Set up in 1961 with the aim of promoting good alternative cinema and setting new standards in filmmaking, both aesthetically and technically, FTII has provided a free space for thinking and learning to generations of prospective filmmakers. In the course of its existence, FTII has produced stalwarts like Girish Kasaravalli, Vidhu Vinod Chopra, Sanjay Leela Bhansali, Subhash Ghai, Kumar Shahani, Rajkumar Hirani, Santosh Sivan, Resul Pookutty and Sudeepto Chatterjee. Students’ works have been recognised at national and international platforms such as at Berlin, Cannes, Venice and the Academy Awards.

This varied spectrum of work has been possible because the FTII has been guided by the principles and work ethic of personalities such as Saeed Mirza, U.R. Ananthamurthy, Vinod Khanna, Mrinal Sen, R. K. Laxman and Gulzar. These pioneers have always maintained and encouraged the universal tenets of freedom of thought and expression. The right to dissent, central to curiosity among students and plurality of expression, was always championed by the visionary Ritwik Ghatak, a former Vice Principal of FTII.

The presence of such individuals has nurtured a spirit of non-conformism, which has steered the FTII to a position independent of any particular worldview or political affiliation. This unique place has to be respected, preserved and nourished.

The crux of the matter – incompetence

The appointment of the new FTII Society headed by Gajendra Chauhan, with Anagha Ghaisas, Narendra Pathak, Rahul Solapukar and Shailesh Gupta as members, raises a lot of question for me.

These newly appointed members do not have the esteemed credentials erstwhile members of the FTII Society have. The newly appointed members’ work does not reflect the kind of contribution expected of bodies such as the FTII  Society or the FTII Governing Council.

Anagha Ghaisas produces documentaries, but her films have never won any critical acclaim at either the The Indian Economist For the Curious Mind national or international level, nor has her work been recognised by the larger film fraternity. She also has strong links with the RSS3 , and most of her films work towards supporting the views and ideas of that organisation. Narendra Pathak is the erstwhile president of the Akhil Bharatiya Vidyarthi Parishad. Rahul Solapurkar is a mainstream Marathi actor, but neither is he an FTII alumnus nor has he been associated with the institute in any way. His only qualification, it seems, is his closeness to the BJP. It goes without saying that everyone knows about Gajendra ‘Yudhishthir’ Chauhan through the Khuli Khidki of mainstream media.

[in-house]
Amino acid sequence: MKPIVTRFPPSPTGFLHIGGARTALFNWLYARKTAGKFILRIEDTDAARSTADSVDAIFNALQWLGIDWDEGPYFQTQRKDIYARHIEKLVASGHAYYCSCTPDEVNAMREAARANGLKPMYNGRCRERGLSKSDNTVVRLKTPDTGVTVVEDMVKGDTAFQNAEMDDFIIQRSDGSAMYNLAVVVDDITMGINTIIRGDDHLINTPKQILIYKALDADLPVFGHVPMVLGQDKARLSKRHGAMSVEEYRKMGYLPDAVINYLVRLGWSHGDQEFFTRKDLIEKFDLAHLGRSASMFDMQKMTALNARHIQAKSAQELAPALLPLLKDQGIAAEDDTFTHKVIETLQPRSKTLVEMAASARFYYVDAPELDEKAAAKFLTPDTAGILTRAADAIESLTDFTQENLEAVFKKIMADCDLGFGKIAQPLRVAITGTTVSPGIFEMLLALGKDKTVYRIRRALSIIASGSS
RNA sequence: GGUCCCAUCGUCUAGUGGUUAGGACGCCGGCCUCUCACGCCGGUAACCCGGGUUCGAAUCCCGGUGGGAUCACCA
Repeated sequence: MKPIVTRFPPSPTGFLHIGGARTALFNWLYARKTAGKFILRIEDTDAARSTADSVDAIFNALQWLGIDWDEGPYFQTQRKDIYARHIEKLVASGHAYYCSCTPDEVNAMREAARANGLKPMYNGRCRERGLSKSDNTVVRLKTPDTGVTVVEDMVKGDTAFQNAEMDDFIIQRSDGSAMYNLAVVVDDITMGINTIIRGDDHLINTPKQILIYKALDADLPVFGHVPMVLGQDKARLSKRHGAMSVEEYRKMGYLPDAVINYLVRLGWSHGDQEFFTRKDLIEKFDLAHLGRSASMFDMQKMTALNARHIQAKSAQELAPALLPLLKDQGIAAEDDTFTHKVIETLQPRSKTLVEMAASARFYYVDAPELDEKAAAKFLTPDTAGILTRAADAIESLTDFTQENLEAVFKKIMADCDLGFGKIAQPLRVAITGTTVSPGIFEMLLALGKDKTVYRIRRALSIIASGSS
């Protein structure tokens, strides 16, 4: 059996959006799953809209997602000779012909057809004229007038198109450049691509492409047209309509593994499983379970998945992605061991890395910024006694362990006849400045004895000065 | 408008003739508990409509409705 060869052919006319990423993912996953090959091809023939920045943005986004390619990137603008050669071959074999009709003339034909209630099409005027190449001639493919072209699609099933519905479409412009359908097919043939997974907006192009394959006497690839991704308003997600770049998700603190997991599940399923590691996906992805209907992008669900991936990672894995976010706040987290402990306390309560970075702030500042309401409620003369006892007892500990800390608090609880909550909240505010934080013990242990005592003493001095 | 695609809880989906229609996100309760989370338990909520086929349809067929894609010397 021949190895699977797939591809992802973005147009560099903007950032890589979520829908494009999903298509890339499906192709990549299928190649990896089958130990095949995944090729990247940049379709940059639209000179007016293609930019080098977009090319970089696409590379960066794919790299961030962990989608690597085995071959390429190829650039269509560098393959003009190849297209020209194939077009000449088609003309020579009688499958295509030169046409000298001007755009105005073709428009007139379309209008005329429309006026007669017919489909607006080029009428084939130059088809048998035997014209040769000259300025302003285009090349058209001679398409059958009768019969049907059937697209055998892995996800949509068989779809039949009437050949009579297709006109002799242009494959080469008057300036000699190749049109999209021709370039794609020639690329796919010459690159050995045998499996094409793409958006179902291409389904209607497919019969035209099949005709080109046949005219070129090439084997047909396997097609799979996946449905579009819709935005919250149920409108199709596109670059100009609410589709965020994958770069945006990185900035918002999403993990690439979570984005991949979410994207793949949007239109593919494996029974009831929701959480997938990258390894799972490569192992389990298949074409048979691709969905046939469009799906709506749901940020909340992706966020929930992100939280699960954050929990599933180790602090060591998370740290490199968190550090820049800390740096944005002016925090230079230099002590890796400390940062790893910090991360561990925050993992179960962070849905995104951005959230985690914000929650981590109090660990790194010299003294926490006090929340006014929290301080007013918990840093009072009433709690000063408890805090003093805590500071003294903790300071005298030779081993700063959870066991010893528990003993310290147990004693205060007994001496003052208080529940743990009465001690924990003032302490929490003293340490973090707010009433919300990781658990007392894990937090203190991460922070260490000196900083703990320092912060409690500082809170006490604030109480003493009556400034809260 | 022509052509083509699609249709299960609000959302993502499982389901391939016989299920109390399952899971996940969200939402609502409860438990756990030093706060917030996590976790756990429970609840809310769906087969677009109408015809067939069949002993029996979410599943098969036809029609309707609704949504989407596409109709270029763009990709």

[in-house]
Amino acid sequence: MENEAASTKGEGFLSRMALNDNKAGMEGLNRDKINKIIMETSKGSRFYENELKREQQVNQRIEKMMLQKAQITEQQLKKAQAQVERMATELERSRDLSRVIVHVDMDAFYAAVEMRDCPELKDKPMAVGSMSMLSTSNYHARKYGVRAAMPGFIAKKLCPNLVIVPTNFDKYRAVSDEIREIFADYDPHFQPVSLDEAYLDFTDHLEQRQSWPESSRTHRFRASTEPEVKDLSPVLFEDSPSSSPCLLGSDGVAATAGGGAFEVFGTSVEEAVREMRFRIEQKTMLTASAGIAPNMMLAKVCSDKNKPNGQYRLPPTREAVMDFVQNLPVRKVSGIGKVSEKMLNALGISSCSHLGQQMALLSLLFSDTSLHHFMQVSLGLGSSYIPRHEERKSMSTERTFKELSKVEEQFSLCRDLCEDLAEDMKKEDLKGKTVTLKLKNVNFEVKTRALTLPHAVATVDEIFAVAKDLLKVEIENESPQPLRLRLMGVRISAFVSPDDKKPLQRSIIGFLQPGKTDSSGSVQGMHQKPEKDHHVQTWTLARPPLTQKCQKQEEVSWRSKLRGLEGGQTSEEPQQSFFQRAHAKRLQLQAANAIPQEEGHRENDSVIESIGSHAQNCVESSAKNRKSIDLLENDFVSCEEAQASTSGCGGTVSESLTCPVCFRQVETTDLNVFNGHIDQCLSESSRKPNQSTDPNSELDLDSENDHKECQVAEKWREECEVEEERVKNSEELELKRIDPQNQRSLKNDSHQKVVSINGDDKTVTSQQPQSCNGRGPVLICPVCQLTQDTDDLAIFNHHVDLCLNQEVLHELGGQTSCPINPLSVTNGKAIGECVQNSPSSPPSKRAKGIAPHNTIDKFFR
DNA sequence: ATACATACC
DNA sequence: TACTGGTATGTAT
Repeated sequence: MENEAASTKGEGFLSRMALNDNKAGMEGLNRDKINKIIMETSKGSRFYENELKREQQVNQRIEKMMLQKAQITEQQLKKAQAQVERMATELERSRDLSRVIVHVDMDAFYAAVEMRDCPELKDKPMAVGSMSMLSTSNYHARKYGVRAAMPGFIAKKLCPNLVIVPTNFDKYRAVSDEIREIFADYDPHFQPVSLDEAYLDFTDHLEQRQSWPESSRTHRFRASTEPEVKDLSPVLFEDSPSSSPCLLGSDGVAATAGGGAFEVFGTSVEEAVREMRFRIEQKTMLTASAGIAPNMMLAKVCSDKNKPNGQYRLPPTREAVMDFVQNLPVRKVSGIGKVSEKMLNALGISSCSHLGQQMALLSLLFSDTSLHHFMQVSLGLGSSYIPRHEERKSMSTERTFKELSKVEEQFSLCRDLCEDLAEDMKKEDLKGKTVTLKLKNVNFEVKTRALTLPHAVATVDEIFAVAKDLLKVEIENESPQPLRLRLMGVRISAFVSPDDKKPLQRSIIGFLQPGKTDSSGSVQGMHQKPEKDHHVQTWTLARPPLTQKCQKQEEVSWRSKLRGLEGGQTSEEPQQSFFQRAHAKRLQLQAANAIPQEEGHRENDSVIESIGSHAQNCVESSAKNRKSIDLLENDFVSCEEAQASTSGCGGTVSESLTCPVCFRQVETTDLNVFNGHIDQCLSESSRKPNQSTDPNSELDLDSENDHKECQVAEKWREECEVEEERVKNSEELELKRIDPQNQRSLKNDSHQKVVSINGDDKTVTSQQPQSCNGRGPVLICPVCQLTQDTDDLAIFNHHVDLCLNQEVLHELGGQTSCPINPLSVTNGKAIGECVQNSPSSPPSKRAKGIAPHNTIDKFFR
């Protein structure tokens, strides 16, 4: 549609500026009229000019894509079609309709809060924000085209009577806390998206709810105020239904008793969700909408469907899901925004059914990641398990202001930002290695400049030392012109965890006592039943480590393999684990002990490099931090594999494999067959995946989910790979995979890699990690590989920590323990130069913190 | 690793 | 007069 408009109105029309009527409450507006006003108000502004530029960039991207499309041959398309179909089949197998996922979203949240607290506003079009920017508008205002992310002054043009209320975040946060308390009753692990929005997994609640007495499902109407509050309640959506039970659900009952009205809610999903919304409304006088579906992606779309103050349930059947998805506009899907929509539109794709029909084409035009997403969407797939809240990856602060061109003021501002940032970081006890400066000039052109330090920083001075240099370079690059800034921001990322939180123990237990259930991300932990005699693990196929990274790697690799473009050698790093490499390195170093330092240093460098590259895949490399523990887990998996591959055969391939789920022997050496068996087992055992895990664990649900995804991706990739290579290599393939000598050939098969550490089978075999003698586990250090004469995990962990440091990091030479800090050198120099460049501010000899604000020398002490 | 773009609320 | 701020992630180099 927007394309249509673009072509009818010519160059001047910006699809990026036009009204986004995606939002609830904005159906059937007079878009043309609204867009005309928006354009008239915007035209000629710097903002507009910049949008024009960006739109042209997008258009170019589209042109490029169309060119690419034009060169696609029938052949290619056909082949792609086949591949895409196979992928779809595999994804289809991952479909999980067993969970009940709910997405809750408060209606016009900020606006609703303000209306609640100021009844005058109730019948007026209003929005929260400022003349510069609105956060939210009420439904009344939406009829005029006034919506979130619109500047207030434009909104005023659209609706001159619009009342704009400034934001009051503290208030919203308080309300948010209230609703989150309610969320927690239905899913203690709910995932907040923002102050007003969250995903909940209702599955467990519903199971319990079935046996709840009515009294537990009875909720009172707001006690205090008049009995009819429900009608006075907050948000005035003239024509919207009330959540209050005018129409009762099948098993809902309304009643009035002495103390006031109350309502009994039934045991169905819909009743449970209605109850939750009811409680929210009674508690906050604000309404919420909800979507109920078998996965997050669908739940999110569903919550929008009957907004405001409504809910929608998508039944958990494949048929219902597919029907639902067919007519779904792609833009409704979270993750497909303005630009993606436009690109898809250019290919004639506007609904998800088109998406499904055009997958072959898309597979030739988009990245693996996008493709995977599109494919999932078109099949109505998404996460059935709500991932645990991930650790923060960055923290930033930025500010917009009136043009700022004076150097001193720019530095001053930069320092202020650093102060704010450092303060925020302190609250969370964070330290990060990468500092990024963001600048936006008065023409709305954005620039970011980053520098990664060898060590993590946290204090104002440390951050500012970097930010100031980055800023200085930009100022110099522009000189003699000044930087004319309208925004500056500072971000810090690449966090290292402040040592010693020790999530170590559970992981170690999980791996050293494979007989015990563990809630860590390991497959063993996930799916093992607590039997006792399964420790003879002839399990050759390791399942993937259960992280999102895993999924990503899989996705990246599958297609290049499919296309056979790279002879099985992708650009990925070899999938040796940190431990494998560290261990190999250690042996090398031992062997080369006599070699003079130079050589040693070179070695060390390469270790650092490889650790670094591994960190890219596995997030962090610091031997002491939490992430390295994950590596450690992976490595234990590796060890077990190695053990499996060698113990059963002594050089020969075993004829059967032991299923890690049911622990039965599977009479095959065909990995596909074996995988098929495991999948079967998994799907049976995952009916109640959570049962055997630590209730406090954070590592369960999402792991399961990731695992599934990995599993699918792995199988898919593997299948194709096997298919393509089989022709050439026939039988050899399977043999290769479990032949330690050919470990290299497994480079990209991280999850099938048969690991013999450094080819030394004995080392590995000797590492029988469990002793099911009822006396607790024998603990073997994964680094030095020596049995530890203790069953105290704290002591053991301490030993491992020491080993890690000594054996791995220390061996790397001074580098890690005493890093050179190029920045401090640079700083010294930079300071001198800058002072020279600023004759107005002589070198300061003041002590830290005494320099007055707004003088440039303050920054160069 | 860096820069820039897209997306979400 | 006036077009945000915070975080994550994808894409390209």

Questionable appointments, questionable future

It is but natural for my colleagues and me to oppose these appointments and go on strike. That today appointments in the FTII are being made solely on the basis of political affiliations is daunting, and there is a huge question mark lingering above our immediate future at the institute.

Our concerns have been echoed across the country by various artists, student organisations and civil rights groups. When seen against the backdrop of appointments at institutions such as the NCERT, the IITs, and the IIAS, the resistance of students at the FTII gains a lot more significance.

The appointments at the FTII have raised grave questions regarding the logic and process of the selection procedure. Some members of the FTII Society have insensitively dismissed the students’ protests. This is disheartening for it proves that those members do not share the same pluralistic vision that the FTII has nurtured for the last fifty-five years. The members’ extreme and polarising positions, reflected in their work, do not promise a better future for the FTII as an autonomous and independent art institution.

Just after the BJP came to power, the I&B Ministry visited the FTII campus where they said that the FTII needs to be upgraded to an institution of national importance. A year on, the ministry has made incompetent people the heads of this nationally important institute.

Koel Sen is a student of film direction in her final year at the FTII. She should have been shooting her diploma projects in August 2015, but now, with the state of the appointments at the institute and the ongoing strike, her future there is a huge question mark.

Posted by The Indian Economist